The pair founded the Rolling Stones as a rhythm and blues and jazz group when they were still in their teens and never looked back, although it wasn’t until they changed their style to straight rock in 1964 that they really hit their stride, mostly on songs written by Richards, the biggest (and longest-lasting) hit being I Can’t Get No Satisfaction.

Despite their image as the “anti-Beatles” – a counter to that other wildly popular British boy band of the day – “It was a very, very fruitful and great relationship between the Stones and The Beatles. It was very, very friendly,” Richards said.

While writing music is his forte’, Richards also wrote his autobiography and memoir Life, which was a worldwide bestseller and showed remarkable command of writing style.  But, like some of his songs, it was jabbed at by some critics as being a bit ambiguous, to which Richards replied,  “I look for ambiguity when I'm writing, because life is ambiguous.”

To hear a great recent interview with Richards, done on NPR’s show “Fresh Air,” go to this link.  I promise that you WILL “get some satisfaction.”  http://www.wbur.org/npr/441412552/keith-richards-the-fresh-air-interview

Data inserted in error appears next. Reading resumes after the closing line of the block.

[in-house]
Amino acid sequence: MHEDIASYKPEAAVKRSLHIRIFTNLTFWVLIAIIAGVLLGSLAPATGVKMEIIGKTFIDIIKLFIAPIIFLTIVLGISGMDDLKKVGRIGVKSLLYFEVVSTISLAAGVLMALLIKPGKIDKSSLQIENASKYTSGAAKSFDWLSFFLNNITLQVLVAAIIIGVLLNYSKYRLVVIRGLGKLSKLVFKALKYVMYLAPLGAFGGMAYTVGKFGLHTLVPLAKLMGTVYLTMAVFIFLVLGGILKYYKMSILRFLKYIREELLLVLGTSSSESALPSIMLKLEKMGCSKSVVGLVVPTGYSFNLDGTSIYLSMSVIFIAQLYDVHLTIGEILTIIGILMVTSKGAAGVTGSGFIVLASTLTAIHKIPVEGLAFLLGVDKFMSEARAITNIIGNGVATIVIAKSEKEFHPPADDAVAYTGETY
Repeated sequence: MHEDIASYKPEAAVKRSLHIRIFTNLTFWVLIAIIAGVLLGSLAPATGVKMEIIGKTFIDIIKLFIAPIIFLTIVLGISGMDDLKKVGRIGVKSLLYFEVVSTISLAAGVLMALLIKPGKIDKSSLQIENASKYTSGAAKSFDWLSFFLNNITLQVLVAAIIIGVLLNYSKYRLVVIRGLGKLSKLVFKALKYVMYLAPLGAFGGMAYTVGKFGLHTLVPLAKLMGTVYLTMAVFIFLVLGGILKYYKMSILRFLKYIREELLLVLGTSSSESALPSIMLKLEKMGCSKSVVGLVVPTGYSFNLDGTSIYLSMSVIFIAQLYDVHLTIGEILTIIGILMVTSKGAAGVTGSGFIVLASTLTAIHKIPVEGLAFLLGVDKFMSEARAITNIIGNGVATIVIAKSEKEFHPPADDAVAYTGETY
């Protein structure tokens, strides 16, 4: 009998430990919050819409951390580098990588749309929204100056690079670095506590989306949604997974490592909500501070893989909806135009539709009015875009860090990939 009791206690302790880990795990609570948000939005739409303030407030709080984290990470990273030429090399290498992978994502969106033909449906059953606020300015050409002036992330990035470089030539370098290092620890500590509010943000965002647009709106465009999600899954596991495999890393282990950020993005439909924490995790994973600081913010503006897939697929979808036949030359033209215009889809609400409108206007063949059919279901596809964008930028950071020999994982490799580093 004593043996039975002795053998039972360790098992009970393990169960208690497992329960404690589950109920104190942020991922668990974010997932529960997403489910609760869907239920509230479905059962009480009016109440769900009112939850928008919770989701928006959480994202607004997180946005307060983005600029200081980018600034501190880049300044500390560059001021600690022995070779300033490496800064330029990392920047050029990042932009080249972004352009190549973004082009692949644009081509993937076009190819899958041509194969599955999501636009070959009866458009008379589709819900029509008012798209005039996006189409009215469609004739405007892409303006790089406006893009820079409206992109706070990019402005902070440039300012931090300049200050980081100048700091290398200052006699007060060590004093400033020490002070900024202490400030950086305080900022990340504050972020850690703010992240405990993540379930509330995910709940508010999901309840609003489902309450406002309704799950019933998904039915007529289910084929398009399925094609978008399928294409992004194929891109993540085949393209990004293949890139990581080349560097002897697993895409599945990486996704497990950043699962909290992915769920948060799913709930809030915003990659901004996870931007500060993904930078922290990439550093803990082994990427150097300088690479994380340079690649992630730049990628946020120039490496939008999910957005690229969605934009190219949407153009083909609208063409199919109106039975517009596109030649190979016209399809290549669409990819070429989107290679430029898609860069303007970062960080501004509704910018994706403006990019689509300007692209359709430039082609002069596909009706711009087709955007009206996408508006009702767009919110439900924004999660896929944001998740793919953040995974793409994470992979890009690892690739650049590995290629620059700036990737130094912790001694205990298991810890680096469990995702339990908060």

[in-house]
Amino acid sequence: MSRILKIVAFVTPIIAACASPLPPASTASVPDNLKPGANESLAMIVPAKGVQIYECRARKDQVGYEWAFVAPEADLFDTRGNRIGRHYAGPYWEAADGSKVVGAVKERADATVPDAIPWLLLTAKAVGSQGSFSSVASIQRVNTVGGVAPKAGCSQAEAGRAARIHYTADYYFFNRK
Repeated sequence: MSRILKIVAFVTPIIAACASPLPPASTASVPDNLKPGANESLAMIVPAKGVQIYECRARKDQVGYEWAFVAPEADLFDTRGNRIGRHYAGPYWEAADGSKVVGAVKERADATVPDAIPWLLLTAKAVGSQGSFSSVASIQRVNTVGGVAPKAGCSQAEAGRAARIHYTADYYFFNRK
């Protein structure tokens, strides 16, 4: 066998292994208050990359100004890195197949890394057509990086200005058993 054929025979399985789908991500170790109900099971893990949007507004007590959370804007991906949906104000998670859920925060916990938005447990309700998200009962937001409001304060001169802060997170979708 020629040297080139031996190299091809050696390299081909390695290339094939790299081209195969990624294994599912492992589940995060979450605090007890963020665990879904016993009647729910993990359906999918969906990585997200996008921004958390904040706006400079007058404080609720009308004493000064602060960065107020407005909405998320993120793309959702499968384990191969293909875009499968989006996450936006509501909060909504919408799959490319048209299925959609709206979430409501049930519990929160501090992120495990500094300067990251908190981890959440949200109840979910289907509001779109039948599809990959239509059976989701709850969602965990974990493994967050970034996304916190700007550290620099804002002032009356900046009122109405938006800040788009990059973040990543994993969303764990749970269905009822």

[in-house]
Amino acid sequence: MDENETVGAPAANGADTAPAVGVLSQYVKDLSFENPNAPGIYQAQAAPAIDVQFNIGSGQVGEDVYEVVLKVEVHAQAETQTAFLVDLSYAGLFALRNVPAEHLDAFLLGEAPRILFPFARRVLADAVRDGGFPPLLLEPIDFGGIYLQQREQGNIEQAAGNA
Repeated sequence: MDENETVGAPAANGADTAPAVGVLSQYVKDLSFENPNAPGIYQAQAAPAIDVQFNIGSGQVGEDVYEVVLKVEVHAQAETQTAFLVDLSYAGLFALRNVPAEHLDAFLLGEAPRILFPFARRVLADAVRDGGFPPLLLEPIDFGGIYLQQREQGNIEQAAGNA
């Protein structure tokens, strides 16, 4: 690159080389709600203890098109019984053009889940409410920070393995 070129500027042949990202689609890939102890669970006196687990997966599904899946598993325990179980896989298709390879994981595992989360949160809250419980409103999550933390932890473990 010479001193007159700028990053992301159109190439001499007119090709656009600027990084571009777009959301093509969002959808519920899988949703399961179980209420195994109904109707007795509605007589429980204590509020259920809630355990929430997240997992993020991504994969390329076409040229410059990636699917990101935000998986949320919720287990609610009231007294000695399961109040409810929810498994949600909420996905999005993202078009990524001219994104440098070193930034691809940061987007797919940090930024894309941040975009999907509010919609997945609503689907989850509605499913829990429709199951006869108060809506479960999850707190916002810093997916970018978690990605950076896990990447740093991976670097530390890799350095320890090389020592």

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Thursday, December 17, 2015

The 'right word at the right time'

“When I need to know the meaning of a word, I look it up in a dictionary.” – William Safire 

Born on this date in 1929, just days after the Great Stockmarket Crash, Safire grew up in the turmoil of the 1930s to become one of America’s best-known authors, columnists and journalists.  He also was an off-and-on speechwriter for President Nixon and Vice President Agnew, including penning the famous Agnew line describing those opposing their policies as “Nattering Nabobs of Negativism.”

A stickler for language uses and demands, he was perhaps best known as a long-time syndicated political columnist for the New York Times and the author of "On Language" in the Sunday New York Times Magazine, a column on new or unusual usages, and other language-related topics that he wrote right up until his death in 2009.  He also is the author of The Right Word in the Right Place at the Right Time.  

A two-time Pulitzer Prize winner, he disdained fellow journalists and writers who used what he termed “insiderisms” to try to attract or dazzle readers.  “Do not be taken in by 'insiderisms,’” he once noted.  “Fledgling columnists, eager to impress readers with their grasp of journalistic jargon, are drawn to such arcane spellings as 'lede.'  I say, ‘Where they lede, do not follow.’”

Lede, by the way, is the longtime journalistic term for the “opening” of a story, supposedly containing all the key or important information needed. Safire always delighted in adding a key “nugget” of info. later in his stories – “just to keep the readers on their toes.”

Safire on “Meet The Press” 
 As a native New Yorker who revered the artistic scene of the Big Apple, he also was a longtime supporter for and writer about the arts both by and for the public.   “One challenge to the arts in America,” he encouraged,  “is the need to make the arts, especially the classic masterpieces, accessible and relevant to today's audience.”